Ottawa Senators winger Mathieu Joseph has accepted his punishment for breaking a team rule and is ready to move on, desperately hoping to rediscover his lost confidence and scoring touch in the second half of the season.
Joseph was healthy enough to return from his lower body injury Wednesday against the Pittsburgh Penguins, but in a bold move that raised eyebrows across the NHL, the Senators opted to make him a healthy scratch in what ended up as a 5-4 overtime victory.
The decision meant that Joseph, 25, didn’t play against his brother, Pierre-Olivier, a 23-year-old defenceman with the Penguins, for the first time in the NHL. A group of 50 family and friends were at Canadian Tire Centre, ready to watch the Joseph-Joseph showdown that ultimately didn’t happen.
“This was an internal thing,” Joseph said following Thursday’s optional morning practice before the club flew to Pittsburgh for Friday’s rematch against the Penguins. “Obviously, I (made) a mistake and I was ready to assume the consequences of it. This is on me and it’s my responsibility. I think I know I can be better and I will be. I’m an adult. I can deal with this. I think it’s part of hockey and it’s part of life and I’m ready to move forward and I’m excited to get back in the lineup.”
Neither Joseph nor Senators coach D.J. Smith elaborated on precisely what happened with Joseph earlier in the week, but clearly, Joseph paid the price for conduct that ran against team policy.
“It has kind of been blown out of proportion, but it was a non-hockey issue,” said Smith. “He sat his game and we welcome him back with open arms and we need him.”
Considering the circumstances involving Joseph and his brother, Smith says it was a difficult decision, but that discipline was absolutely necessary.
“It’s hard,” said Smith. “I think everyone knows that I care for the players, I think every coach does. That’s a special moment for their parents to watch the boys play against each other, but I guess all I will say on that is that you’ve got to do what’s right by the hockey team and the team comes first in every scenario. And if that isn’t the case, then situations like this may arise. It is an unfortunate situation, but we’re moving on from it and I need (Joseph) to be a real good player for us.”
As luck would have it, the home-and-home series with the Penguins means the brothers will get a chance to go head-to-head on Friday. A smaller group of family and friends will be on hand for the game in Pittsburgh.
“I haven’t played against him in awhile and the last time was in the American Hockey League,” said Joseph. “It’s an exciting time for my family, an exciting time for all of us. It has been a childhood dream for me and my family.”
In the bigger picture of re-establishing himself as a presence in the Senators lineup, Joseph is anxious to showcase the impact he displayed when he arrived from the Tampa Bay Lightning following last year’s trade deadline deal that sent Nick Paul the other way.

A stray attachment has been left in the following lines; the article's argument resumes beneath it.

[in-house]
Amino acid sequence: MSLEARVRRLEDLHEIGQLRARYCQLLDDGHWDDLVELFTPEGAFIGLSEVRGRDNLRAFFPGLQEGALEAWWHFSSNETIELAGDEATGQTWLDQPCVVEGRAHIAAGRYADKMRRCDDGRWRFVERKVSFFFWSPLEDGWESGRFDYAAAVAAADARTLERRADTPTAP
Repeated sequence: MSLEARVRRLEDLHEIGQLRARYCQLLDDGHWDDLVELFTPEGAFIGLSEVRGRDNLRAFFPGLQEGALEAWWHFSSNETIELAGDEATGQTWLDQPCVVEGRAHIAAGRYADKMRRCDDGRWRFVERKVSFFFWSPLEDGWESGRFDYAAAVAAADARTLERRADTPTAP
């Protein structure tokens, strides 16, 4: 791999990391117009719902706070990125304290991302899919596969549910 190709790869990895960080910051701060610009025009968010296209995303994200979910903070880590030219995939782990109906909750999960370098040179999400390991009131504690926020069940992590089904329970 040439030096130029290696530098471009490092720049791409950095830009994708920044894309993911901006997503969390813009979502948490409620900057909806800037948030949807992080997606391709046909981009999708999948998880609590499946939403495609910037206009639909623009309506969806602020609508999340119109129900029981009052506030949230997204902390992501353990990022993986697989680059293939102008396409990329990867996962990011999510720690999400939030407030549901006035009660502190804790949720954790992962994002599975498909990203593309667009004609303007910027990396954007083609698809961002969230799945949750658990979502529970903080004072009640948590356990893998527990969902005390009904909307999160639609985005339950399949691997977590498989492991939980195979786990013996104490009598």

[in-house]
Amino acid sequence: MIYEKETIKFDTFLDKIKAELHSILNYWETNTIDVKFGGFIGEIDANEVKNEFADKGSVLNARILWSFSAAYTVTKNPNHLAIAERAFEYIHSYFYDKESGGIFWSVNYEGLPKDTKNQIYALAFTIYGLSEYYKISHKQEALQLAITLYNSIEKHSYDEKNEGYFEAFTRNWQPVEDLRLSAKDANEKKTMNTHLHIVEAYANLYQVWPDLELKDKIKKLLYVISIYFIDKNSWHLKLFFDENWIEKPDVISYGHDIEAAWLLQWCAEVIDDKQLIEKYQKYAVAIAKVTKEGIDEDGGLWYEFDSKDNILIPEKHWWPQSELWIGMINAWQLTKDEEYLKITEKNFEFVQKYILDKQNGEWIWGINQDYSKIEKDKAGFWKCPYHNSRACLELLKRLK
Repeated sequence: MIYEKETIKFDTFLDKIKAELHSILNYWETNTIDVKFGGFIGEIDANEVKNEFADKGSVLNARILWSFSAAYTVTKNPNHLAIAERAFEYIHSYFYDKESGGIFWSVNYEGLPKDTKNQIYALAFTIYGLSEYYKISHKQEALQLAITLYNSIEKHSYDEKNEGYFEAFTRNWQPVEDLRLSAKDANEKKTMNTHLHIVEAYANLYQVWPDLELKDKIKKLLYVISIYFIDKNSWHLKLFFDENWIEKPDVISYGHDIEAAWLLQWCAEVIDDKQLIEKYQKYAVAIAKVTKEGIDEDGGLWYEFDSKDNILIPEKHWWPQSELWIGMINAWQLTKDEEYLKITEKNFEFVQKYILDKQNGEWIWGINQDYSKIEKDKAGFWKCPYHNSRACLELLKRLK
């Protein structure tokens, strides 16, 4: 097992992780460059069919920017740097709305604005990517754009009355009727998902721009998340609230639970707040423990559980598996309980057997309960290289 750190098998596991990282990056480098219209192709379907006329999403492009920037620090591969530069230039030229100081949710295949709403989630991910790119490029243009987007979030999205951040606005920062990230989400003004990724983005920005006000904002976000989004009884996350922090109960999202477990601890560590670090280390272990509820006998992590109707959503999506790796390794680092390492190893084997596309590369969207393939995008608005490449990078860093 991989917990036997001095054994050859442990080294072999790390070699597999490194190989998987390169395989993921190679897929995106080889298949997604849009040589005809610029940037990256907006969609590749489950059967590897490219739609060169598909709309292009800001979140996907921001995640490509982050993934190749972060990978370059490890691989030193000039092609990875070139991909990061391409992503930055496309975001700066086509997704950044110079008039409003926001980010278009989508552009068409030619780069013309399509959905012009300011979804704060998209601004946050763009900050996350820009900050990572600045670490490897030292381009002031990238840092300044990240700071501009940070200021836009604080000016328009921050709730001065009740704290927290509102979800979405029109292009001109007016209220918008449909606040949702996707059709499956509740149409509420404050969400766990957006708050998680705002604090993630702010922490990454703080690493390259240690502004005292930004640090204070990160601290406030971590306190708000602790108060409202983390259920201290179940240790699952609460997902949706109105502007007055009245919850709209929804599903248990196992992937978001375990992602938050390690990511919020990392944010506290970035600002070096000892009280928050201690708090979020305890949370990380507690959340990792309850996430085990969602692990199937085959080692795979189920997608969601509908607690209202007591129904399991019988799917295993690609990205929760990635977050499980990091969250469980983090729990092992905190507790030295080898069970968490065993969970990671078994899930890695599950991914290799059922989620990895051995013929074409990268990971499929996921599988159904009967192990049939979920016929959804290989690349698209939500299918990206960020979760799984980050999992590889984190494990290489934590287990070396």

Joseph scored four goals and eight assists in 11 games with the Senators, prompting general manager Pierre Dorion to sign him to a four-year, $11.8 million contract last summer.
The 2022-23 season has been something else altogether. Before suffering his injury in a 4-3 overtime loss to the Dallas Stars on Dec. 8, Joseph had scored only two goals and seven assists in 25 games. Along the way, he struggled with his confidence and lost playing time.
“Every time you come back from an injury, you want to have an impact on the game,” he said. “I just want to play my game, play my full 60 in the right way. I just want to execute the system well, play my game the right way and help the team get as many wins as we can the rest of the year.”
He acknowledges there have been far too many nights where he wasn’t at his best.
“I can be a little more consistent in my game,” he said. “There are some nights I clearly didn’t feel well or didn’t show up as much as I wanted to. And I’m going to have to bring that every game. I’m usually a better player in the second half of the season and I got to work out a lot in those six weeks and I feel pretty good.”
For now, Joseph will play on a line with centre Shane Pinto and either Parker Kelly or Derick Brassard. But when Joseph is at his best, creating problems for the opposition with his speed, he gives Smith an option to play him somewhere on the top two lines.
“We just want him to get back to where he was,” said Smith. “When he came here a year ago, he had lots of confidence and he was making plays. Sometimes, you come in, you get a new contract, you try to do too much. He has been injured and dinged up. We are going to try and get him going here and we know he certainly can help us be a better team.”
The Senators need to find every edge they can to have any hope of seriously challenging for a wild card spot. Even after Wednesday’s win over Pittsburgh, they sit eight points behind the Penguins, who owned the final playoff position before Thursday night’s games. Another five teams stand between the Penguins and Senators.
Joseph’s wait to make a difference ended up being a lot longer than originally expected.
“It has been pretty brutal to be sidelined like that, seeing the guys battling every night and not being able to help the team,” he said. “At the end of the day, that’s what I love to do. I’m a passionate guy about playing hockey and I’ really excited to get out there with the guys.”
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